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#1 ER Pemberton

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Posted 14 January 2020 - 12:45 PM

How are most of you guys controlling your pH?  Lactic acid?  Acid malt?  Something else?  For those of you using acid malt only, here's my question:  If the water being used for the mash is at a higher pH (say, 7) and then that water comes in contact with the grains which have some amount of acid malt in it, will the acid malt lower the pH of the mash before anything unsavory could happen?  Many years ago I would do a sparge where the water was not acidified and I got that harsh, husky and tannic character in the beer.  As of now I'm using lactic acid in the strike water so the water pH is already low and I'm acidifying my sparge water too.  But what if you're relying on acid malt to do the pH lowering for you in the MT?

 

On the LO forum, they talk about sauergut.  Mix some pilsner malt with some water and get it warmer and allow it to sour... then add that to your strike water or mash to lower the pH of the mash.  Interesting because a brewer might come up with a very unique character in their sauergut which could lead to a very unique character in the finished beer... for better or worse.  The thinking there is that sauergut is preferred, acid malt is the second choice and lactic acid is the last resort.  The lactic acid works for me but I have a few pounds of acid malt too.  I would need to do some Bru'N'Water testing to see how much I need to equal about 4ml of lactic acid which is what I typically use on a 5 gallon batch.  


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#2 Genesee Ted

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Posted 14 January 2020 - 12:51 PM

Lactic for strike and sparge.

#3 denny

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Posted 14 January 2020 - 12:58 PM

lactic.  Acid malt is too much of a hassle and too uncertain.


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#4 denny

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Posted 14 January 2020 - 01:07 PM

lactic.  Acid malt is too much of a hassle and too uncertain.


Lactic acid is lactic acid no matter what the source, just like CO2. I don't see any advantage to going out of my way to make things more difficult.
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#5 HVB

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Posted 14 January 2020 - 01:09 PM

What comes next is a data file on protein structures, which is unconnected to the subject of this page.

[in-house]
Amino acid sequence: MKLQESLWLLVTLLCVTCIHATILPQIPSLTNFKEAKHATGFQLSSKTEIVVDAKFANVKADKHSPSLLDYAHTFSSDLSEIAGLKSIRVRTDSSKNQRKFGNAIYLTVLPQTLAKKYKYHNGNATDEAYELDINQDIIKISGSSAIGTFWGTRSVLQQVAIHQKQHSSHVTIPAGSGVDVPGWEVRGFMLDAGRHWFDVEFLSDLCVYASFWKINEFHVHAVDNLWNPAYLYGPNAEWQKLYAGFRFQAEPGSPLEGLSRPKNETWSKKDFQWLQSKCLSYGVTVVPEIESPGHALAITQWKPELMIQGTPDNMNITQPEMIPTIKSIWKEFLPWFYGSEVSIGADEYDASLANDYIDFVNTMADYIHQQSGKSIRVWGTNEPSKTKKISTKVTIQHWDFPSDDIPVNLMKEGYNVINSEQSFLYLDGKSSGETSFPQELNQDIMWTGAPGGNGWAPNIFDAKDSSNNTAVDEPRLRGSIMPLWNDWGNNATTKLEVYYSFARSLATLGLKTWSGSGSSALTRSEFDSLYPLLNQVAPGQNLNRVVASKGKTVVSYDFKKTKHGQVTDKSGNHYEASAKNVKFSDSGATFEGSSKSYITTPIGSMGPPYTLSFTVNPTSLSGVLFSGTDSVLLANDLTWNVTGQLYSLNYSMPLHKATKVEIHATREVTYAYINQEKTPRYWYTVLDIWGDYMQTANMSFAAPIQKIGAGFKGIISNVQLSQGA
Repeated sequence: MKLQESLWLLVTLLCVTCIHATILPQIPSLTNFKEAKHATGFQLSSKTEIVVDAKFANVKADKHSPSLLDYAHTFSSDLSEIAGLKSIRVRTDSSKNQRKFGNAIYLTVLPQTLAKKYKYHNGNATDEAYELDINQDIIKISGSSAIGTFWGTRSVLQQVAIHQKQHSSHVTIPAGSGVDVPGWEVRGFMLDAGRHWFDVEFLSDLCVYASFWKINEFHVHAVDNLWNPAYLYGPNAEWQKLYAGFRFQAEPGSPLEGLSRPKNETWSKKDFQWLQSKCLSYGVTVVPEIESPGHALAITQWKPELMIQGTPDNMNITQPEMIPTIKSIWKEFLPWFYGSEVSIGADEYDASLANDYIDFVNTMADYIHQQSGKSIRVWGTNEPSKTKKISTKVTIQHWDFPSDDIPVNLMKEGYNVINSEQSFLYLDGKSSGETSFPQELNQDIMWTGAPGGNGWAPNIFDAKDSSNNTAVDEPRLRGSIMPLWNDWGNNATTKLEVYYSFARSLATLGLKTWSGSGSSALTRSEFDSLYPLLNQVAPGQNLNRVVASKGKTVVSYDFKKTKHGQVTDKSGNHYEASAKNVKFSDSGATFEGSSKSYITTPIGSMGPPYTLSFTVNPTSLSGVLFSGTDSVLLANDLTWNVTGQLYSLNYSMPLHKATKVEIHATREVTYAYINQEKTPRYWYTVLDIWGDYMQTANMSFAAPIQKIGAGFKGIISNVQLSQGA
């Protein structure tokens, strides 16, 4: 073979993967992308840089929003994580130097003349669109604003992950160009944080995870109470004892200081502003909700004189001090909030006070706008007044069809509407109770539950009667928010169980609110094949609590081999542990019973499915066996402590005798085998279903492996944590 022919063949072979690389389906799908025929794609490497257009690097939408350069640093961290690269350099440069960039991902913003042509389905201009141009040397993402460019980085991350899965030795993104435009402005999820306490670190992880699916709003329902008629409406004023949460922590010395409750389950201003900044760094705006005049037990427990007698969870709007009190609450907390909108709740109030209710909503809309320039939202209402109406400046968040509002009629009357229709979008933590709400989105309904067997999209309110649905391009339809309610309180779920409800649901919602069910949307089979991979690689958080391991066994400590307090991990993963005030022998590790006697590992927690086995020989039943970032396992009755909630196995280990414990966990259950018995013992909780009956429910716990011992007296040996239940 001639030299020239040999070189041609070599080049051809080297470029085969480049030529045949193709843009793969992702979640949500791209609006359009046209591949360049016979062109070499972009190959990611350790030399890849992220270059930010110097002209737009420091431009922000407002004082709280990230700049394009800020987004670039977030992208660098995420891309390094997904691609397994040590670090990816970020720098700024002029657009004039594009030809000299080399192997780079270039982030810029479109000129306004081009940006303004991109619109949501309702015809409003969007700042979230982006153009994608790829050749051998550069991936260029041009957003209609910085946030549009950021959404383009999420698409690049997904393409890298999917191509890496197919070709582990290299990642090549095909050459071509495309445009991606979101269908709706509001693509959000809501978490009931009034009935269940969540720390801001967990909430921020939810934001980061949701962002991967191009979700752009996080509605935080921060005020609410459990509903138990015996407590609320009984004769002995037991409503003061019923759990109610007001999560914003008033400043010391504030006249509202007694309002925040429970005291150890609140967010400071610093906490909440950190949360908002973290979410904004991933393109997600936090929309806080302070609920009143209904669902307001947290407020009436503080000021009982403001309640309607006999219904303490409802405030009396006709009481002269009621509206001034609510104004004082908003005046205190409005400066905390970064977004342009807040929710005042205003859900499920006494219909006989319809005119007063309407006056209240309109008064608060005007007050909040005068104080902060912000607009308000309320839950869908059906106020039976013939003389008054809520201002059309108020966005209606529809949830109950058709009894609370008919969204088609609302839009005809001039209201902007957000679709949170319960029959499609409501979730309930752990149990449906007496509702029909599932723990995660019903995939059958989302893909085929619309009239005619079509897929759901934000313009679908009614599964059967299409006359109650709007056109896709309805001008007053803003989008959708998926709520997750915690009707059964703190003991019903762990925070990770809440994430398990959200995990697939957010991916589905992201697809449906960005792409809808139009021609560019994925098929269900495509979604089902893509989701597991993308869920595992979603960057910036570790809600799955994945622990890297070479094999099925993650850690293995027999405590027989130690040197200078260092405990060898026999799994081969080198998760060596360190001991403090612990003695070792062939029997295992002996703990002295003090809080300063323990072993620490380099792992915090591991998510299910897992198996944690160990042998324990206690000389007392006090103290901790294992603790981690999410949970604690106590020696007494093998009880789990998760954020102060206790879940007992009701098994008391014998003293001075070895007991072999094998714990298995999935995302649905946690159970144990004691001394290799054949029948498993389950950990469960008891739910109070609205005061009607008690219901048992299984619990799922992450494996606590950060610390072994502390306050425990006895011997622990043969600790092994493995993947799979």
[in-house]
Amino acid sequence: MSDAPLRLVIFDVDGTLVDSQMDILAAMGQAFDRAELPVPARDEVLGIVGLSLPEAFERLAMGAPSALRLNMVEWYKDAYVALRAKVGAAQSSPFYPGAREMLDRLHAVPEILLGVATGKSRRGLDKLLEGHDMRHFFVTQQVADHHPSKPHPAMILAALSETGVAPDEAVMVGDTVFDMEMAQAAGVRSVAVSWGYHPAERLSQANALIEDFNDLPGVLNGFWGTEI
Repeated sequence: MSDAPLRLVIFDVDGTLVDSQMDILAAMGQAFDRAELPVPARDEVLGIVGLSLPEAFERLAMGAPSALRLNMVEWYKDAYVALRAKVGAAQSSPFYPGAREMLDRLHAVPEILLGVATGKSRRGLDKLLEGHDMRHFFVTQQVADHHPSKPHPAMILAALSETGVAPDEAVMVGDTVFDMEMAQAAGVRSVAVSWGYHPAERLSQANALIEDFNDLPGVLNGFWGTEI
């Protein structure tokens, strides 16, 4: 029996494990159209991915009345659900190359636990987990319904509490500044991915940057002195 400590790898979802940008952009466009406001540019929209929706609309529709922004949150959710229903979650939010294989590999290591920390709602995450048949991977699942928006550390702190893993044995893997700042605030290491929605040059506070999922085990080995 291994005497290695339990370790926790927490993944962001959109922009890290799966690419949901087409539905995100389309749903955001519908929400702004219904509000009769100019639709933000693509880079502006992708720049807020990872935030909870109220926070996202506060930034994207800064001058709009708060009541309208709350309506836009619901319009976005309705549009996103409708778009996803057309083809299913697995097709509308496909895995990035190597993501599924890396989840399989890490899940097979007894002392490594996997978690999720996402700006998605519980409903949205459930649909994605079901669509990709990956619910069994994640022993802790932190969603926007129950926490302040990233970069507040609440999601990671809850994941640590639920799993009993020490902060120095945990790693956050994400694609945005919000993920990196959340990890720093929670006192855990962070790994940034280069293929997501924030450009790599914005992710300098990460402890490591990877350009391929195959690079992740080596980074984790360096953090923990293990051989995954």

95% of the time I use 88% lactic acid.  The other 5% I cannot find the bottle of lactic so I have to go and use some acid malt.


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#6 pkrone

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Posted 14 January 2020 - 02:32 PM

Since I've been using yeast de-ox for my strike water, I have more issues with pH too low.   Getting good at titrating w/ baking soda.   :P


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#7 LeftyMPfrmDE

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Posted 14 January 2020 - 05:30 PM

I've been using Acidulated malt lately; its been very consistent for me. may need to use a touch of 88% lactic in the sparge. I try to keep the Acidulated no more then 3% of the total grain bill, much more then that, then I'll begin to taste it. also, I've been pre-boiling all my water for 5 minutes for de-oxidation before using, if that makes any difference. 


Edited by LeftyMPfrmDE, 14 January 2020 - 05:32 PM.

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#8 Bklmt2000

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Posted 14 January 2020 - 05:44 PM

Lactic acic (88%) here for strike and sparge.  Use Martin's Bru'n water spreadsheet, with inputs from my local municipal water provider for mineral concentrations, to get the pH dialed in.

 

I also run my brewing water (strike and sparge) through a block carbon filter the day (or sometimes 2 days) before brewing, to remove any crud prior to brewday.  Any salt additions, plus lactic acid additions, are added to the strike and sparge water as they are collected.

 

Worked well for many years now.


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#9 shaggaroo

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Posted 15 January 2020 - 12:17 PM

2% acid malt for me... works well for me


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